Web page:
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The unintuitive spelling of the name is due to it being an anglicisation of Scottish Gaelic Dail-gheal, meaning bright dale. The sound now spelled with a ⟨y⟩ or ⟨z⟩ is historically a lenited slender //, which in Gaelic is pronounced [j] (like English ⟨y⟩). The English/Scots form of the name was originally spelled with a yogh (ȝ) as Dalȝiel; this was later replaced with either a ⟨z⟩, the letter of the modern alphabet which most looks like yogh, or a ⟨y⟩, which more closely represents the sound.
The name originates from the former barony of Dalzell in Lanarkshire, in the area now occupied by Motherwell. The name Dalzell is first recorded in 1259, and Thomas de Dalzell fought at Bannockburn. The Dalzell lands were forfeited later in the 14th century, but regained through marriage in the 15th. Sir Robert Dalzell was created Lord Dalzell in 1628, and his son was further elevated in the peerage as Earl of Carnwath, in 1639. In 1645 the Dalzell estates were sold to the Hamiltons of Orbiston, who held them until the 20th century. Scottish emigration has dispersed the Dalziel family across the English-speaking world.
The Dalziel coat of arms is sable, a man's body proper, i.e. the flesh-coloured silhouette of a man against a black background. The origin of this peculiar arms was written about by Sir Robert Douglas, 6th Baronet, in 1764:
|“||The account of their origin, given by Mr. Nisbet, and other historians, is, that in the reign of king Kenneth II. a kinsman, and favourite of that king, being taken prisoner by the Picts, was put to death, and hung up upon a gallows in view of the Scotch camp. King Kenneth being highly provoked and incensed at the affront, offered a considerable reward to any of his subjects who would take down, and carry off the corpse; but, for some time, none would venture to undertake the dangerous enterprise. At last, a gentleman of more spirit and courage than the rest, said "dal zell", which, in the old Scotch language, signifies, 'I dare'. He effectually performed it to the king's satisfaction, who accordingly rewarded him nobly. His posterity assumed the word DALZELL for their surname, and that remarkable bearing of a man hanging on a gallows for their arms, with I dare for their motto, in memory of the above brave action, though they now bear only a naked man proper.||”|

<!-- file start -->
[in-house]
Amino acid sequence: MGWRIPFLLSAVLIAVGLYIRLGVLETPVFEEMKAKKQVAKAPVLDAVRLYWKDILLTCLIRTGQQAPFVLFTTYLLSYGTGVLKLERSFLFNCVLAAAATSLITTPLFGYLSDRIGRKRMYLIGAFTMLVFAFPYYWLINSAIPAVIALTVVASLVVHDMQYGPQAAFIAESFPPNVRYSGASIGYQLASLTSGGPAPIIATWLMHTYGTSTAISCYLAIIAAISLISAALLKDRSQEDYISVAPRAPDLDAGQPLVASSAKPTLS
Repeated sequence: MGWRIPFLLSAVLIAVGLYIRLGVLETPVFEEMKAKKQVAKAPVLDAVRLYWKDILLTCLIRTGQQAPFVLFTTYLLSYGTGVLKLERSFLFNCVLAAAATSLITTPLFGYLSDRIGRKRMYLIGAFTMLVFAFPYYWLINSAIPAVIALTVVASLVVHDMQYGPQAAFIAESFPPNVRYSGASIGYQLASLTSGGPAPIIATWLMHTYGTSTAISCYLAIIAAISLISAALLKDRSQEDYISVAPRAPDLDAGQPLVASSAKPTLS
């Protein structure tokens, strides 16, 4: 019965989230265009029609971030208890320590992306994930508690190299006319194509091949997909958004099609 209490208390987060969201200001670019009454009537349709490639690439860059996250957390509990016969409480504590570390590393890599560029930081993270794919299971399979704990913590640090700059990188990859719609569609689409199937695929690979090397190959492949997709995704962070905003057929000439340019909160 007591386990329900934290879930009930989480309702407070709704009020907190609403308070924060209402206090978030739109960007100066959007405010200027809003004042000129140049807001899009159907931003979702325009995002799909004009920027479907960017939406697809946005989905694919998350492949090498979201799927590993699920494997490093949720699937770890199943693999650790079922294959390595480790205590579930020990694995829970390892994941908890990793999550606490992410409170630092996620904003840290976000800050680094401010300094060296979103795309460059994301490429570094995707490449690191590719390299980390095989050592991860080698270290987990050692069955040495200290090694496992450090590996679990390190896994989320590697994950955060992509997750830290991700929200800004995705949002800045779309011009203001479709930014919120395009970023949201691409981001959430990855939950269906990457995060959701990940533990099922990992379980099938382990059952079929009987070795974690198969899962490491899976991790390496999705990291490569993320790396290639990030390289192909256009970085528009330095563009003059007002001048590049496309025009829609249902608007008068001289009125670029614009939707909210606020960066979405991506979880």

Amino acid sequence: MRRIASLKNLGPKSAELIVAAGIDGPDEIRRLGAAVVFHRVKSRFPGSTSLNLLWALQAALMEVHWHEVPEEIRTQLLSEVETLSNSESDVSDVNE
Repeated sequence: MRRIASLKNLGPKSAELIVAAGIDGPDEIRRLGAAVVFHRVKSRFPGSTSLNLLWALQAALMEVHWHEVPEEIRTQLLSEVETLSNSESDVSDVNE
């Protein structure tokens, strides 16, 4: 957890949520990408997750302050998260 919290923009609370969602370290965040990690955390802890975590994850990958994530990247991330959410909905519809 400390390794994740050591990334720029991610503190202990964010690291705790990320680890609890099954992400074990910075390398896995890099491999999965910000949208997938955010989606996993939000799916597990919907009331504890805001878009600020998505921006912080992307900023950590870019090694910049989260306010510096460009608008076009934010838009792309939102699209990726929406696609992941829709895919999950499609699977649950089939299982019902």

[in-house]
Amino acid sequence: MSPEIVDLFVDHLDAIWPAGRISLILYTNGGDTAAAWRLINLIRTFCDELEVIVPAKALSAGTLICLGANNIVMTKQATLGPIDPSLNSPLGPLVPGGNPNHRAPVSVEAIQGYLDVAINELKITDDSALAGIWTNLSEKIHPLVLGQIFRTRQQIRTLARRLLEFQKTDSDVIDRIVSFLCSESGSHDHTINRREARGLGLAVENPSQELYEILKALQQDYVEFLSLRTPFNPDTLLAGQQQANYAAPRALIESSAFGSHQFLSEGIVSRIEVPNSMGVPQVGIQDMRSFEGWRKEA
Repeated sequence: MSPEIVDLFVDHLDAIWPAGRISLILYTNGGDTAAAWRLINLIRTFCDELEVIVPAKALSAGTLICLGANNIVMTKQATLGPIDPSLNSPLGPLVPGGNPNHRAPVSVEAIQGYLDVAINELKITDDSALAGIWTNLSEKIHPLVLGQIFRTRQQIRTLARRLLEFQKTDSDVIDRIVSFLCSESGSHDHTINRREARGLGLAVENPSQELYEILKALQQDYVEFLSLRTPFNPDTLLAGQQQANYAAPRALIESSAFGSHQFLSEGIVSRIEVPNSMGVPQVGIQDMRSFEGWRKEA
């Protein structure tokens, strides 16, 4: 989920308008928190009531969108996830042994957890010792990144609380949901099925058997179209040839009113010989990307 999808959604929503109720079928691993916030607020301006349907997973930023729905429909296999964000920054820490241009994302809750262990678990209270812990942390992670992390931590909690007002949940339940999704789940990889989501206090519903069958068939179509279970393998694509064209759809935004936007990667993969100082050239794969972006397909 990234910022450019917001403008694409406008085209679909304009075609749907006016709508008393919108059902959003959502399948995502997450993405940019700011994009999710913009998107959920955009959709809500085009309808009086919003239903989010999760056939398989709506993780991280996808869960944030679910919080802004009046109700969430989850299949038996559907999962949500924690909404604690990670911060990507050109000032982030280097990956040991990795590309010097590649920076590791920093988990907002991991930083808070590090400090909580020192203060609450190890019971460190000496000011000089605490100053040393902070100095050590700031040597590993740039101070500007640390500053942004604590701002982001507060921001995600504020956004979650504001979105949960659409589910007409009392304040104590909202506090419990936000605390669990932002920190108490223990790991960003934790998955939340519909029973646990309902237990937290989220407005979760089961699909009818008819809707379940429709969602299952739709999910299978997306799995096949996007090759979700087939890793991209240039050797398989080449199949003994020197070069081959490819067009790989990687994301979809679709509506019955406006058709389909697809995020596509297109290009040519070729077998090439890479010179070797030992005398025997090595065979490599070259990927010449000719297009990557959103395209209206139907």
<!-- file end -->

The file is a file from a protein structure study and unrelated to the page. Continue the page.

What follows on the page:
People with this surname include:
- Dalyell baronets
- Sir John Graham Dalyell, Scottish antiquary and naturalist
- Tam Dalyell of the Binns (1615–1685), Scottish General, also spelled Dalzell or Dalziel
- Tam Dalyell (1932–2017), British Labour politician
- Elsie Dalyell (1881–1948), Australian pathologist
- John Dalzell (1845–1927), U.S. Representative
- Rick Dalzell (born 1957), American businessman
- Stewart Dalzell (born 1943), American judge
- Bobby Dalziel, Scottish footballer
- Brothers Dalziel, a firm of Victorian engravers founded in 1839 by George and Edward Dalziel, and assisted by John and Thomas Dalziel (see below)
- Charles Dalziel (1904–1986), American professor of engineering
- Davison Dalziel, 1st Baron Dalziel of Wooler (1852–1928), Scottish businessman and Conservative politician
- Diana Vreeland (1903–1989), born Diana Dalziel, noted fashion magazine editor
- Gordon Dalziel (born 1962), former Scottish footballer and manager
- Henry Dalziel (1893–1965), Australian war hero
- Henry Dalziel, 1st Baron Dalziel of Kirkcaldy (1868–1935), Scottish Liberal politician
- Ian Dalziel (born 1947), British businessman and politician
- John Dalziel, Scottish rugby union coach
- Kathleen Dalziel (1881–1969), Australian poet
- Keith Dalziel (1921–1994), Biochemist and Fellow of The Royal Society
- Lianne Dalziel (born 1960), Mayor of Christchurch, New Zealand
- Margaret Dalziel, academic at the University of Otago, New Zealand
- Ryan Dalziel (born 1982), British racing driver
- Stuart Dalziel (born 1963), British and New Zealand fluid dynamicist
- Thomas Dalziel (1823–1906), engraver
- Andrew Dalziel, fictitious detective in literature and television, part of the team Dalziel and Pascoe created by Reginald Hill.
- Royce Varisey, tenth Duke of Wolverstone went by the codename 'Dalziel' (his mother's family name) throughout the Napoleonic Wars in the Bastion Club series of romance novels by Stephanie Laurens.
- The would-be heroic Willie Dalzel, a boy of about six or eight and friend to Jimmie Trescott, is a minor character in Stephen Crane's novella, The Monster (1898).
- Clay Dalzell, lawyer/detective played by William Powell in the movie, "Star of Midnight" (1936), based upon the novel by Arthur Roche.
People with the given name:
- Dalziel Hammick (1887–1966), British chemist
Motherwell still contains Dalziel Parish, a congregation of the Church of Scotland, as well as the Dalzell Steelworks, now owned by Liberty House. The estate of Dalziel House, the former home of the Baron Hamilton of Dalzell, is now a country park on the south side of the town. Dalziel Rugby Club play at Dalziel Park in nearby Carfin. The name is also used by several Motherwell-based institutions, including Dalziel High School and the former Dalziel Co-operative Society. Dalziel Park Stadium was a nineteenth-century football stadium that was the home of the town's football team Motherwell F.C..
- Douglas, Robert (1764). The peerage of Scotland : containing an historical and genealogical account of the nobility of that kingdom, from their origin to the present generation: collected from the public records, and ancient chartularies of this nation, the charters, and other writings of the nobility, and the works of our best historians ... Edinburgh : Printed by R. Fleming.